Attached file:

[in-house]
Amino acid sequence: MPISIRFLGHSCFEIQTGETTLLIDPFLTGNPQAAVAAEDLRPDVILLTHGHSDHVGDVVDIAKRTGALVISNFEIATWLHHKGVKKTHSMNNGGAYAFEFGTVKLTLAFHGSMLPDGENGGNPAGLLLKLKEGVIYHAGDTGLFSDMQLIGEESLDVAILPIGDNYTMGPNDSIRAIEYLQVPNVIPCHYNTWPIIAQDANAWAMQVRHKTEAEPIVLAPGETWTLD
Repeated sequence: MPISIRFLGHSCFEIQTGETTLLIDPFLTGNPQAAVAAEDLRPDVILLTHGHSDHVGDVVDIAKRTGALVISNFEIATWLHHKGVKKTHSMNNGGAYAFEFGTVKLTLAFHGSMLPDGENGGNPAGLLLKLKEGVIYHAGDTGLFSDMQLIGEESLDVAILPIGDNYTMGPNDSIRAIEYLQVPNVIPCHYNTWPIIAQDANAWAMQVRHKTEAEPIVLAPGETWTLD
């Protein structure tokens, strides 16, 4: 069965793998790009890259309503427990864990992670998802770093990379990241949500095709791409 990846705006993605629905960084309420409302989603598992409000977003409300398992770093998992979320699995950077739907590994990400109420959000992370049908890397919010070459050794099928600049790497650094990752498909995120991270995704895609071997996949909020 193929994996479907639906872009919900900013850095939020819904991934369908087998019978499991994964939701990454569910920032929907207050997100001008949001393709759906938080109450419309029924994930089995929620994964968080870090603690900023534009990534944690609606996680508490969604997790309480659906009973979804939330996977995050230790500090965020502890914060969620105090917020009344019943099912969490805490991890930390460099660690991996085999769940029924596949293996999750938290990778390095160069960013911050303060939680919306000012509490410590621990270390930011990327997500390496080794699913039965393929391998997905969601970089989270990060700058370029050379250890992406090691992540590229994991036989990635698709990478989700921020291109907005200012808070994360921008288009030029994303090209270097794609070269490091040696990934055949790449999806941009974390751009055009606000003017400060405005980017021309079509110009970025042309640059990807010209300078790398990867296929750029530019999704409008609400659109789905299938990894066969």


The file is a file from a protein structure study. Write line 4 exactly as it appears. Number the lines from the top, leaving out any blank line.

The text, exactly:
């Protein structure tokens, strides 16, 4: 069965793998790009890259309503427990864990992670998802770093990379990241949500095709791409 990846705006993605629905960084309420409302989603598992409000977003409300398992770093998992979320699995950077739907590994990400109420959000992370049908890397919010070459050794099928600049790497650094990752498909995120991270995704895609071997996949909020 193929994996479907639906872009919900900013850095939020819904991934369908087998019978499991994964939701990454569910920032929907207050997100001008949001393709759906938080109450419309029924994930089995929620994964968080870090603690900023534009990534944690609606996680508490969604997790309480659906009973979804939330996977995050230790500090965020502890914060969620105090917020009344019943099912969490805490991890930390460099660690991996085999769940029924596949293996999750938290990778390095160069960013911050303060939680919306000012509490410590621990270390930011990327997500390496080794699913039965393929391998997905969601970089989270990060700058370029050379250890992406090691992540590229994991036989990635698709990478989700921020291109907005200012808070994360921008288009030029994303090209270097794609070269490091040696990934055949790449999806941009974390751009055009606000003017400060405005980017021309079509110009970025042309640059990807010209300078790398990867296929750029530019999704409008609400659109789905299938990894066969």